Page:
November 29, 2021
Influencer marketing has skyrocketed in B2C.
But can it offer the same benefits to B2B?
The answer is yes!
Omnichannel marketing is a must if you want to connect with the right people, and one of today’s trending strategies is influencer marketing.
Many organisations are turning to influencers to add value, drive awareness and connect with their audience.
And you can do the same.
Read on to find out everything you need to know about influencers and B2B marketing, including 👇
What is influencer marketing? | What can B2B learn from B2C influencer marketing? | What are the benefits of B2B influencer marketing? | Tips on making influencer marketing work in B2B | How do you measure the success of B2B influencer marketing? | Closing thoughts | On-trend topics straight to your inbox
Have you ever been scrolling through one of your feeds and seen someone using one of those blue light teeth whiteners?
B2B influencer marketing is a lot like that.
Only, instead of paying someone with a lot of followers on social media to use a product, it's more about driving a key message.
Or mentioning your brand in a way that seems natural.
It’s a B2B tactic that’s typically reserved for platforms like LinkedIn, but can take the form of a recommendation on an influencer’s website, blog or podcast.
But really, your brand can reach wherever your chosen influencers’ followers go.
Think, events, webinars, YouTube videos and more.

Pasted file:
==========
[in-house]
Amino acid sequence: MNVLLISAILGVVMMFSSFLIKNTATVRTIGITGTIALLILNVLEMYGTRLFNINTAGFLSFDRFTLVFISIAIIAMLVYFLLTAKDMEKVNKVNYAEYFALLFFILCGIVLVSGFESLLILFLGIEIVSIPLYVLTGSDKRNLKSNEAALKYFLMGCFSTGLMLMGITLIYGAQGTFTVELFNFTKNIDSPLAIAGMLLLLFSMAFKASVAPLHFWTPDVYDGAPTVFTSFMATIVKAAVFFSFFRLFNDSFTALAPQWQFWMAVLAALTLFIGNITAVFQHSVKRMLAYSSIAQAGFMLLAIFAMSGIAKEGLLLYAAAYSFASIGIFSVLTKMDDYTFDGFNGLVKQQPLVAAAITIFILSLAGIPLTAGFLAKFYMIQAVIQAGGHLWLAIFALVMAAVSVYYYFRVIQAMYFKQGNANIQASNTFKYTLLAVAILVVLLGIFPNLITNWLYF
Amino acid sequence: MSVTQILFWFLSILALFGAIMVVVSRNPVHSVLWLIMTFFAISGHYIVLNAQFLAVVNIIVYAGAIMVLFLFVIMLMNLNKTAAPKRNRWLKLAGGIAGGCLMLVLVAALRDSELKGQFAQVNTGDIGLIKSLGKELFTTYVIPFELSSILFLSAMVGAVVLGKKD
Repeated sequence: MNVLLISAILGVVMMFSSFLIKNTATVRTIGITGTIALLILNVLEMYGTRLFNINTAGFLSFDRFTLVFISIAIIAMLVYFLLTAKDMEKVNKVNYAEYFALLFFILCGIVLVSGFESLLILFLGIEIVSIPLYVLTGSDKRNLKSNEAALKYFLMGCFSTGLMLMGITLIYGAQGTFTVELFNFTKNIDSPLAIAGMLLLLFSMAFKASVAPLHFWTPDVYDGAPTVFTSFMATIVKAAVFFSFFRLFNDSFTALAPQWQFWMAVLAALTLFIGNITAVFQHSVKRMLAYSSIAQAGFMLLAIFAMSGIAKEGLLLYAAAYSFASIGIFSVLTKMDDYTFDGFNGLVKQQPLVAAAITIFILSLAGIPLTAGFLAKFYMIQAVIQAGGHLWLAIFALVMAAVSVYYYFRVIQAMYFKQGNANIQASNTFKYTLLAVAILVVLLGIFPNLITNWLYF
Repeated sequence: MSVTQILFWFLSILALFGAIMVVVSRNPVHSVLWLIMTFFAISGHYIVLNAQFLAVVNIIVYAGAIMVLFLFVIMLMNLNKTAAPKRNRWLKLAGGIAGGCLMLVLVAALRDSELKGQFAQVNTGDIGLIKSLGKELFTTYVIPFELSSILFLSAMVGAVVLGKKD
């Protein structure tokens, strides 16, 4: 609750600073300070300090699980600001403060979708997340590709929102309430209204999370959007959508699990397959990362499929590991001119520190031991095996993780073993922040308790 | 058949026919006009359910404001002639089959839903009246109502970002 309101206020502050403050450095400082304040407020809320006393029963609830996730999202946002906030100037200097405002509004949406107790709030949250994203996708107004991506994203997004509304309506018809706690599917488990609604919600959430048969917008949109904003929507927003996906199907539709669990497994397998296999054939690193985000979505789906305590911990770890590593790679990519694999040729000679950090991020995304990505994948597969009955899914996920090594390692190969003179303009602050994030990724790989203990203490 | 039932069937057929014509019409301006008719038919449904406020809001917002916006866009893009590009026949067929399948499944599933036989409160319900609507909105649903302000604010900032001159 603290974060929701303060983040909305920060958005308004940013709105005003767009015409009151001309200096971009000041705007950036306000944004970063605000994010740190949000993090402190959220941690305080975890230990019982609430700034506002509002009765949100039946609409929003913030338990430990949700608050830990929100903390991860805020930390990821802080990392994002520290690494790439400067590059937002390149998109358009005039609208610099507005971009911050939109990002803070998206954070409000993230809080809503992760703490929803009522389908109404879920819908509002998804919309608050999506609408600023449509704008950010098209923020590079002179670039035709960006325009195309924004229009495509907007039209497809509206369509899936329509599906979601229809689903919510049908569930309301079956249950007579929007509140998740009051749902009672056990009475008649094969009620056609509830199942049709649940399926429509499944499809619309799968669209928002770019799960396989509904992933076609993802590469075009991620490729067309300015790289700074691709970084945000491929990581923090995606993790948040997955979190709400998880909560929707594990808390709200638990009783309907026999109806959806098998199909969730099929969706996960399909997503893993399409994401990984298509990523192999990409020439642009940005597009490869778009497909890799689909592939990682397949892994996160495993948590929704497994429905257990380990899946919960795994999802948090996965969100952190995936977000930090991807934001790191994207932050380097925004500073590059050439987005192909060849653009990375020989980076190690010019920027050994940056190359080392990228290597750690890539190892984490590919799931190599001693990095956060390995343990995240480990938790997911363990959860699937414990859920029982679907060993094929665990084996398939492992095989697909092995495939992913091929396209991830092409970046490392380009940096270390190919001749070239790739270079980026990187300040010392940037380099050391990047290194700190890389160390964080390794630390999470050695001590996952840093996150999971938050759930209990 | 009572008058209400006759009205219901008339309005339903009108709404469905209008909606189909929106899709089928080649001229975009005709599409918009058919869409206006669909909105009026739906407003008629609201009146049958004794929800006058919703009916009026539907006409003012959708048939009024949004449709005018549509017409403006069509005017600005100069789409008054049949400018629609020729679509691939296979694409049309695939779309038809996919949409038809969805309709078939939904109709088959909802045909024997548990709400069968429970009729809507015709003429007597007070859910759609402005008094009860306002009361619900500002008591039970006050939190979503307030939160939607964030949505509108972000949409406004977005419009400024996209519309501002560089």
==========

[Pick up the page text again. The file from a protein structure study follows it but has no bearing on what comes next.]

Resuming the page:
To put it simply:
B2B influencer marketing is hiring or paying an industry leader to promote one of your offerings, recommend your brand or push your brand's message to their audience.
If you want your campaign to be a success (and who doesn’t?), you'll need to take a page out of the B2C influencing book:
Once you've found an influencer with a proven track record in reaching the buyers you're after, you're one step closer to adding another revenue-generating channel to your stack.
The main learnings you can gather from consumer influencer marketing can be found in approaching the right influencer for your brand.
B2C sports brands look to sports superstars to sell their products, and it should be the same with B2B.
Look for experts in your industry who have a good following on social media. It's likely you'll find them on LinkedIn.
Check out their posts to make sure they represent the values of your brand. You don't want to reach out to someone who doesn't believe in what you do.
It won't build trust with your audience and you’ll get a bad brand reputation if they speak up for something you're against.
With personal branding on the rise, you might be surprised to find that some of your existing employees are perfect candidates to be an influencer for your brand.
Some of the biggest B2C brands have influencers within their own organisations. A lot of them are only being discovered now because of TikTok!
Unlike B2C marketers, who know they can onboard a huge celeb and make millions of sales as a result, the B2B industry’s influencers aren’t quite that famous.